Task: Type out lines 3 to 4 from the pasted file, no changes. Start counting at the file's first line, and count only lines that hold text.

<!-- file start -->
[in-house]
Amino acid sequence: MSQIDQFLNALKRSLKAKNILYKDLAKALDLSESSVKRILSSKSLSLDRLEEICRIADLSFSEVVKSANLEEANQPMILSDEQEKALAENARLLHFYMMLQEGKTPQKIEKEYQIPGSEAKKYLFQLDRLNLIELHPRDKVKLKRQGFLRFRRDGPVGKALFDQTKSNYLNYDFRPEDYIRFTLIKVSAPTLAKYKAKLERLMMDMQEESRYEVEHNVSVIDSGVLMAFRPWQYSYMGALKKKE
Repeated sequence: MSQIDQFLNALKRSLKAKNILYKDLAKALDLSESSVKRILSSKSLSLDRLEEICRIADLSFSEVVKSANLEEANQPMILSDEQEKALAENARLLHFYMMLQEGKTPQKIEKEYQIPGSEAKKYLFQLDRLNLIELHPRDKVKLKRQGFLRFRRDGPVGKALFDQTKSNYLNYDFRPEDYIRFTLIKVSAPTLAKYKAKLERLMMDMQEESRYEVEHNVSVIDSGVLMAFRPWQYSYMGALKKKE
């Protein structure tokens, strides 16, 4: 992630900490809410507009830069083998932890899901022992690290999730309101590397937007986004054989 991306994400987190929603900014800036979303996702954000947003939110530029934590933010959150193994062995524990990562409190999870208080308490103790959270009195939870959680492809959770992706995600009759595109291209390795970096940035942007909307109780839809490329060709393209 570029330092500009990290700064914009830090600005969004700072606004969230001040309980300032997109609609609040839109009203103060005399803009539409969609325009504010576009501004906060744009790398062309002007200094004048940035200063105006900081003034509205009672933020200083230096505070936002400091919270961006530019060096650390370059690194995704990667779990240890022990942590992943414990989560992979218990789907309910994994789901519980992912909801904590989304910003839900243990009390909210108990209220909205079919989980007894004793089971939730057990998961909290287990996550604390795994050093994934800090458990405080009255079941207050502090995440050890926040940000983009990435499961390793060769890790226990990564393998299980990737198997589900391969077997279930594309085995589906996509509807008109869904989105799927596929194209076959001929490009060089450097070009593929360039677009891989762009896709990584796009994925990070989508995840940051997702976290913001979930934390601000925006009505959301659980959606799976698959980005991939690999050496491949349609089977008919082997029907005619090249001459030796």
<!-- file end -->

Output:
Repeated sequence: MSQIDQFLNALKRSLKAKNILYKDLAKALDLSESSVKRILSSKSLSLDRLEEICRIADLSFSEVVKSANLEEANQPMILSDEQEKALAENARLLHFYMMLQEGKTPQKIEKEYQIPGSEAKKYLFQLDRLNLIELHPRDKVKLKRQGFLRFRRDGPVGKALFDQTKSNYLNYDFRPEDYIRFTLIKVSAPTLAKYKAKLERLMMDMQEESRYEVEHNVSVIDSGVLMAFRPWQYSYMGALKKKE
């Protein structure tokens, strides 16, 4: 992630900490809410507009830069083998932890899901022992690290999730309101590397937007986004054989 991306994400987190929603900014800036979303996702954000947003939110530029934590933010959150193994062995524990990562409190999870208080308490103790959270009195939870959680492809959770992706995600009759595109291209390795970096940035942007909307109780839809490329060709393209 570029330092500009990290700064914009830090600005969004700072606004969230001040309980300032997109609609609040839109009203103060005399803009539409969609325009504010576009501004906060744009790398062309002007200094004048940035200063105006900081003034509205009672933020200083230096505070936002400091919270961006530019060096650390370059690194995704990667779990240890022990942590992943414990989560992979218990789907309910994994789901519980992912909801904590989304910003839900243990009390909210108990209220909205079919989980007894004793089971939730057990998961909290287990996550604390795994050093994934800090458990405080009255079941207050502090995440050890926040940000983009990435499961390793060769890790226990990564393998299980990737198997589900391969077997279930594309085995589906996509509807008109869904989105799927596929194209076959001929490009060089450097070009593929360039677009891989762009896709990584796009994925990070989508995840940051997702976290913001979930934390601000925006009505959301659980959606799976698959980005991939690999050496491949349609089977008919082997029907005619090249001459030796």